In 1336, with the Delhi Sultanate’s grip slipping in the Deccan, the Sangama brothers saw an opportunity to assert independent control of the region, and a decade later in 1346 they held a major ceremony to cement their rule. Gathering at the important Shiva centre of Sringeri in Karnataka, they celebrated their conquests up to that time, and looked into a near future free from Tughlaq authority.

The location of their capital, Vijayanagara (which translates to “City of Victory”), was chosen for its natural strategic advantages but also because of the site’s mythical associations. At the time of its founding, the site was known simply as the crossing of the river goddess Pampa, where passing warrior clans would pause to make offerings (Hampi, India, where Vijayanagara once stood, is an evolution of the name of Pampa herself.)

Temples dedicated to Pampa had been constructed in the region for centuries prior to the medieval era. But by the 11th century there was an increased presence of the male deity Mahakala Deva, the violent aspect of Shiva. By the 12th century work had begun on a great temple to another deity, Virupaksha, who represented Shiva’s more universal and benign aspect. The foundational myths of the Vijayanagara Empire flowed easily throughout the Indian subcontinent, with the merging of Virupaksha and Pampi paralleling a story more widely infused into all of India, that of Shiva’s marriage to the goddess Parvati.

Another of the important origin stories spreading through the Indian subcontinent about Vijayanagara’s rise is that of the Hare and the Hounds. According to this legend, Harihara and Bukka were hunting in the Hampi region with two hunting dogs when they happened upon a lone hare. But instead of fleeing in fear, the hare instead turned on its pursuers and bravely chased the hounds away. The Hare and Hounds myth projected naturally as a heroic metaphor for Vijayanagara’s emergence out from under the shadow of the Delhi Sultanate and victory against other perceived aggressors, including the various powers of the Bahmani Kingdom to the north, providing its rulers with a mythic legitimacy.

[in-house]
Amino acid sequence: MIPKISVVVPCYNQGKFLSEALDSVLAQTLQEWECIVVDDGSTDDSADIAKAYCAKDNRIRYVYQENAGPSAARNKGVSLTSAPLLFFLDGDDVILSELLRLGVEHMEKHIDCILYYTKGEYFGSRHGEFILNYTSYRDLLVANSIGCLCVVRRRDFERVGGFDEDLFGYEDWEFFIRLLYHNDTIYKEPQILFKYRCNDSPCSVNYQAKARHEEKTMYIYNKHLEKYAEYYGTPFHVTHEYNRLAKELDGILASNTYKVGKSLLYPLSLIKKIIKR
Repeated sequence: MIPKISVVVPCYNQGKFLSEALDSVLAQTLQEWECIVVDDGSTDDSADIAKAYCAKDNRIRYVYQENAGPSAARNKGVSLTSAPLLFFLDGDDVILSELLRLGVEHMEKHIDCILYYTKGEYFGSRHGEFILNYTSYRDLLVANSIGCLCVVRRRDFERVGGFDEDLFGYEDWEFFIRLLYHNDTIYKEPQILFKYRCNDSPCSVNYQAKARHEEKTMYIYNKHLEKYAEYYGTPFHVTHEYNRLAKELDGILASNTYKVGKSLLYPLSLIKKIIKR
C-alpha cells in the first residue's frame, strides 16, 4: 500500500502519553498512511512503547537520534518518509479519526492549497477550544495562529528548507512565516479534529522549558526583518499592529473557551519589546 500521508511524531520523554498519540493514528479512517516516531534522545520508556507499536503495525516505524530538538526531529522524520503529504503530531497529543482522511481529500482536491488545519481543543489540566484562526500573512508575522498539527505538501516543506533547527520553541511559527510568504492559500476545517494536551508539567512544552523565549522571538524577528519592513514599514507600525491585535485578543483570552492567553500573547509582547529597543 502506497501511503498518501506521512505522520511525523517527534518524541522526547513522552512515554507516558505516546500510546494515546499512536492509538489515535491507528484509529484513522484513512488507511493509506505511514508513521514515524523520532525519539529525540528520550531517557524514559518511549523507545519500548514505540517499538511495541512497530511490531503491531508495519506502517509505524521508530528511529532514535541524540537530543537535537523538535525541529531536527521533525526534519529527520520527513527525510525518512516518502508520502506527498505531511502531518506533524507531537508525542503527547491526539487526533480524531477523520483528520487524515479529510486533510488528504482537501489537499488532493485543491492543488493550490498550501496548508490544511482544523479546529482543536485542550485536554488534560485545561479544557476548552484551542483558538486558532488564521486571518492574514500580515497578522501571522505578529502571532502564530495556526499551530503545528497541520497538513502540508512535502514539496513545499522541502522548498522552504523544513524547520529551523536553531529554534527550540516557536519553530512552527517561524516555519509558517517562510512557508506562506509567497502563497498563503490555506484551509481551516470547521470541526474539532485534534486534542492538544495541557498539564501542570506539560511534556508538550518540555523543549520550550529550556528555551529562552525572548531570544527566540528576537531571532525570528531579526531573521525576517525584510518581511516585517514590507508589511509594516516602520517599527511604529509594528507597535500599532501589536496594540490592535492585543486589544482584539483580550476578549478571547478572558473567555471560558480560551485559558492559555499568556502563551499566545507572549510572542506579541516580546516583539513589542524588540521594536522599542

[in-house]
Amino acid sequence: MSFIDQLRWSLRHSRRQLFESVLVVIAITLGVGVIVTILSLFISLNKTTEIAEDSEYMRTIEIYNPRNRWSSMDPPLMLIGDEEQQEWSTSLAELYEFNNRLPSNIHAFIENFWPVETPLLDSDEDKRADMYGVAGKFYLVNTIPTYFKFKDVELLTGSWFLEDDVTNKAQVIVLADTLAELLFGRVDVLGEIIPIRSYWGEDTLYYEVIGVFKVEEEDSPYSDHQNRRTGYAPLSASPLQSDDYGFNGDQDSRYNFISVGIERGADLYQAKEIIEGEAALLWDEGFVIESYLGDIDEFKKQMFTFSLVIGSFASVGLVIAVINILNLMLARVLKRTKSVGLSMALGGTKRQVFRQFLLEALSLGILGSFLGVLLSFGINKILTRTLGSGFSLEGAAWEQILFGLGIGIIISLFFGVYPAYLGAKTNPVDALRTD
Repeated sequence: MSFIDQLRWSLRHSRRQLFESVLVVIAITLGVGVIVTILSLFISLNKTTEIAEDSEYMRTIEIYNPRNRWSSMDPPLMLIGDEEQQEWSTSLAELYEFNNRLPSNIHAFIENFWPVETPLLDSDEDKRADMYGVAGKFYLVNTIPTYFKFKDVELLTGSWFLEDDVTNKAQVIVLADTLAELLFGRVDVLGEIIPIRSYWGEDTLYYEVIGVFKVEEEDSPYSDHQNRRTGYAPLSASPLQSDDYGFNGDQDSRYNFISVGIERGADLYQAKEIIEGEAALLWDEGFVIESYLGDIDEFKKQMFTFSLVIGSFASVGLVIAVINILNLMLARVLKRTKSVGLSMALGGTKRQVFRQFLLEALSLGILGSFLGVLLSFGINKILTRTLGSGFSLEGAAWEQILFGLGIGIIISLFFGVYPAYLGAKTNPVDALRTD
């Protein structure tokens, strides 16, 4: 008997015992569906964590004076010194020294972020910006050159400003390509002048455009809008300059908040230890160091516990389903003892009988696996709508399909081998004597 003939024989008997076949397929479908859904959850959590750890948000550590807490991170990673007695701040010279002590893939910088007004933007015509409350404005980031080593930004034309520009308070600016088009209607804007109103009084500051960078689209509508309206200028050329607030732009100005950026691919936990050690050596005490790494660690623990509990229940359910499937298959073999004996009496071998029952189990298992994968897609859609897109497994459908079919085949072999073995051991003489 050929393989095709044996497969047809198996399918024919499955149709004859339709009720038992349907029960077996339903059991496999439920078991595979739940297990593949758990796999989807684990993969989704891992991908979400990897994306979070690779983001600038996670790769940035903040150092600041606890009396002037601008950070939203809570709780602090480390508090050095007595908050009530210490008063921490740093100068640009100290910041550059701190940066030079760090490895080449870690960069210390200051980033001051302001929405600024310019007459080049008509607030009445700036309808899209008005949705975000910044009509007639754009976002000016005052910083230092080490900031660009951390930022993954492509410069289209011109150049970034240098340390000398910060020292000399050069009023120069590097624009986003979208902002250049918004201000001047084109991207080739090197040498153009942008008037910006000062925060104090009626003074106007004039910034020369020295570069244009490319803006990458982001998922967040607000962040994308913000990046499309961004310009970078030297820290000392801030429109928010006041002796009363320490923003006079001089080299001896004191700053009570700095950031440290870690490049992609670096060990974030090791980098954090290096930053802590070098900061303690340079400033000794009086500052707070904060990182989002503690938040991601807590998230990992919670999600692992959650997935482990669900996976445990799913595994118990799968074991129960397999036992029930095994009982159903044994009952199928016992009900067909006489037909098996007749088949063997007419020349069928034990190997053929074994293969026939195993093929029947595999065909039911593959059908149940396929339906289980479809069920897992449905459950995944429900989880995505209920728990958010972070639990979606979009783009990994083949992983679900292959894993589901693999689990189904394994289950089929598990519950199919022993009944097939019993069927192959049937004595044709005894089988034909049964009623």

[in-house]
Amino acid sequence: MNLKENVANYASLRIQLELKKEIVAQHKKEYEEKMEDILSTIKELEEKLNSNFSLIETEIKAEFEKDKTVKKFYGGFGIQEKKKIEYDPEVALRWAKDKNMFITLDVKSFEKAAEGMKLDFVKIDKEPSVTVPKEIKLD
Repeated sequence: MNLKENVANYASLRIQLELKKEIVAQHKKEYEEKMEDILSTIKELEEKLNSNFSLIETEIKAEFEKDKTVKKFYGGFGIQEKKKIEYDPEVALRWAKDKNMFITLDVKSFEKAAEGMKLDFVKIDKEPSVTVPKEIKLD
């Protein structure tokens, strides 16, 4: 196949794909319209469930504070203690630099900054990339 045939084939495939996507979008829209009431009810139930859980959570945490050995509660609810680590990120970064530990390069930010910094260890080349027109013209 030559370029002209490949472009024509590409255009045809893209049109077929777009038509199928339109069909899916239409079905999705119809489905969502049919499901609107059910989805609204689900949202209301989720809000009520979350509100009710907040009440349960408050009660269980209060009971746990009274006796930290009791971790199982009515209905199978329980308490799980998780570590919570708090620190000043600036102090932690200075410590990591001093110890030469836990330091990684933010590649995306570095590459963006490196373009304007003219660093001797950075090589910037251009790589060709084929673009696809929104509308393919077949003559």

But incredibly, the very same Hare and Hounds myth was emerging from the Bahmani Kingdom about its own brave defiance against more powerful aggressors, and here the Delhi Sultanate is a more immediate and likely set of “hounds”. This heroic survival story maps onto fundamental human fears and wishes, and it is both natural and fascinating to see it appearing in multiple regions at the same time.